When I think about my birthday weekend at the beach, compared to what is happening now, I feel a little bit like this:
It seems outrageous that we even went to the coast! My friend made us constantly use hand sanitiser, which was actually a bit of a laugh at the time but we did it. But far out – had we left the trip any later someone would have crash-tackled her to get their hands on that little bottle of sanitiser!
And apparently someone with COVID was at the same restaurant as us the day before, and given how long it apparently stays on surfaces, that constant use of hand sanitiser may have saved us!
I’m so grateful we got to do it given now we can’t go to the beach unless you live there, let alone go to a nice restaurant or even gather as a group. We just managed to squeeze it in before everything went tits up.
The more people kept talking about coronavirus, the more I kind of rejected the notion. “What are we meant to do with all our time if everything shuts down?! The answer: stay at home. WHAT! How!?” I couldn’t fathom life changing so dramatically.
Well, let’s be real, this isn’t the first time I’ve had to eat my words.
And far out have they been hard to swallow. Everything about this is almost unbearable. The impact on so many people in so many different ways: lives lost, jobs lost (including the pain of being the one to let them go), companies going bust, money lost, homes lost, holidays cancelled. Absolutely overwhelming when you then think about how the virus itself might affect you and the ones you care about, and doing what you can to protect them – even if it hurts.
The one thing I found incredibly surprising is the number of people who openly admitted to drinking more or drinking too much. Boredom, anxiety, whatever – the alcohol purchasing limits are testament to how we tend to deal with things ’round these parts.
I know every man and his dog has their ‘tips’ for surviving iso, but this is what I’ve done:
- Limit news intake about the virus and only refer to reputable news sources (which in Australia is a lot easier to do than other countries). This was particularly important for me given I was talking about it all day at work as part of my role. There had to be a cut-off point – I even banned talking about COVID at the dinner table!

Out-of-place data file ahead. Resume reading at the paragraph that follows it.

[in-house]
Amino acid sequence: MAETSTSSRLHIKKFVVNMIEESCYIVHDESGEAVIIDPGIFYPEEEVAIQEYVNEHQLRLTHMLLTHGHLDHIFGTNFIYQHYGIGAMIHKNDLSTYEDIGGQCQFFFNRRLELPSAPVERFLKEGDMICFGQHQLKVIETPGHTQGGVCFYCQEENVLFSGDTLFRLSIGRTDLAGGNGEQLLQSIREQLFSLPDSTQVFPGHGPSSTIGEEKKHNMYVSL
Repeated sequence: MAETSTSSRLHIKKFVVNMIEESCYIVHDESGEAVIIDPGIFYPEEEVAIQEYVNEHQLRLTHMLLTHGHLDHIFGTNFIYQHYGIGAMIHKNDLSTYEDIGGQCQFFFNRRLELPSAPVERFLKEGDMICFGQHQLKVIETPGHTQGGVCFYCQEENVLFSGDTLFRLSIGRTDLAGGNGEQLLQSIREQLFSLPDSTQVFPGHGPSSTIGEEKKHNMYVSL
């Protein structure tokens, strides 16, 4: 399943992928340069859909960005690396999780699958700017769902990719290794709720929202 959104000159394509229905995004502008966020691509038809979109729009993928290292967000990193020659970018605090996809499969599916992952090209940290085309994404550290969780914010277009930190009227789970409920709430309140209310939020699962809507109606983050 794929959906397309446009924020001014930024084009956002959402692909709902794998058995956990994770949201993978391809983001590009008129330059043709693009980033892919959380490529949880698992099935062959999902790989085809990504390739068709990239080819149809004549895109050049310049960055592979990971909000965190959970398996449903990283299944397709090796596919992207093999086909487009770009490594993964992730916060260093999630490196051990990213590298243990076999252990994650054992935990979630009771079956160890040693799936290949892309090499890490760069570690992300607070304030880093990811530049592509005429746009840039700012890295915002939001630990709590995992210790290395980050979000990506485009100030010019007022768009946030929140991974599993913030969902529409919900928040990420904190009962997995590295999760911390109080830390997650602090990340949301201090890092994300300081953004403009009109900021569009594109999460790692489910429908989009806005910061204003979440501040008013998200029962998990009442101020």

- Swap out increased social media usage with more inspiring content, like the revised versions of Weekend Edition – good, positive content sure to put a smile on your dial.
- Use the change in routine to develop new, healthier habits. Personally, the time I’ve gained by not commuting I’ve spent exercising – sometimes up to 3 times a day. Which is huge for me.
- Make plans – while we’re not sure when we might be able to see them through, the process of planning a holiday can create a massive boost in happiness as per this article – even more than the holiday itself. Italy again, anyone?
- Obviously Marie Kondo knows a thing or two about cleanliness so while we’re all stuck indoors there’s literally no better time to have a clean out. Which she says, “can be a calming and perspective-generating intervention.”
- Go green – I brought my work plants home and created a little green space in my room, and have slowly added to my collection. While it’s certainly not considered ‘essential travel’, a trip to the nursery became the highlight of my weekends. Think of plant care as an analogy to self-care.
But let’s be real: once you’ve done a few home workouts, your skin glows from all the facials, and your room is spick and span – then what? This is a marathon run at a speed we are not used to – some days will be bad. But it’s important to remember that not being ok, is completely ok.
Good luck out there.
Image source: BBC